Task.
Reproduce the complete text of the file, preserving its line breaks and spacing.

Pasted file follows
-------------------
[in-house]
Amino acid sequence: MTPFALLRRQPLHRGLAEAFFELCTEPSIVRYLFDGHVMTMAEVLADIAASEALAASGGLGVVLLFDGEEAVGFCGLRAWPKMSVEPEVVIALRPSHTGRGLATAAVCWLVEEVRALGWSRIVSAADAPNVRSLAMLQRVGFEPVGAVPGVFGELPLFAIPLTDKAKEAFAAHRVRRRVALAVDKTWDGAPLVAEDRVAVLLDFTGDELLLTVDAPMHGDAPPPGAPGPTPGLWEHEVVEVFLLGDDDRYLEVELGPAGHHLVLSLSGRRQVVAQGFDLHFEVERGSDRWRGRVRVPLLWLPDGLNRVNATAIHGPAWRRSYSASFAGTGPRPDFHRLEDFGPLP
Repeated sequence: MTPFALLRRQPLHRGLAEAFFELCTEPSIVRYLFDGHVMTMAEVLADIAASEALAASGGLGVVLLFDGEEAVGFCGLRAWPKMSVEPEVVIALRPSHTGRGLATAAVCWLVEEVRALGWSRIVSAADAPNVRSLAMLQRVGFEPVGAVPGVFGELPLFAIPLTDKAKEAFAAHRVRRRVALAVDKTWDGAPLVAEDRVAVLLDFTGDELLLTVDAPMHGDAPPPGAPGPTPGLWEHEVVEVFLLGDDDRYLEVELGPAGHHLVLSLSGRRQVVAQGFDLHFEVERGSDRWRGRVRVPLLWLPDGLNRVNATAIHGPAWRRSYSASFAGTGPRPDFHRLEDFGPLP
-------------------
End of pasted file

[in-house]
Amino acid sequence: MTPFALLRRQPLHRGLAEAFFELCTEPSIVRYLFDGHVMTMAEVLADIAASEALAASGGLGVVLLFDGEEAVGFCGLRAWPKMSVEPEVVIALRPSHTGRGLATAAVCWLVEEVRALGWSRIVSAADAPNVRSLAMLQRVGFEPVGAVPGVFGELPLFAIPLTDKAKEAFAAHRVRRRVALAVDKTWDGAPLVAEDRVAVLLDFTGDELLLTVDAPMHGDAPPPGAPGPTPGLWEHEVVEVFLLGDDDRYLEVELGPAGHHLVLSLSGRRQVVAQGFDLHFEVERGSDRWRGRVRVPLLWLPDGLNRVNATAIHGPAWRRSYSASFAGTGPRPDFHRLEDFGPLP
Repeated sequence: MTPFALLRRQPLHRGLAEAFFELCTEPSIVRYLFDGHVMTMAEVLADIAASEALAASGGLGVVLLFDGEEAVGFCGLRAWPKMSVEPEVVIALRPSHTGRGLATAAVCWLVEEVRALGWSRIVSAADAPNVRSLAMLQRVGFEPVGAVPGVFGELPLFAIPLTDKAKEAFAAHRVRRRVALAVDKTWDGAPLVAEDRVAVLLDFTGDELLLTVDAPMHGDAPPPGAPGPTPGLWEHEVVEVFLLGDDDRYLEVELGPAGHHLVLSLSGRRQVVAQGFDLHFEVERGSDRWRGRVRVPLLWLPDGLNRVNATAIHGPAWRRSYSASFAGTGPRPDFHRLEDFGPLP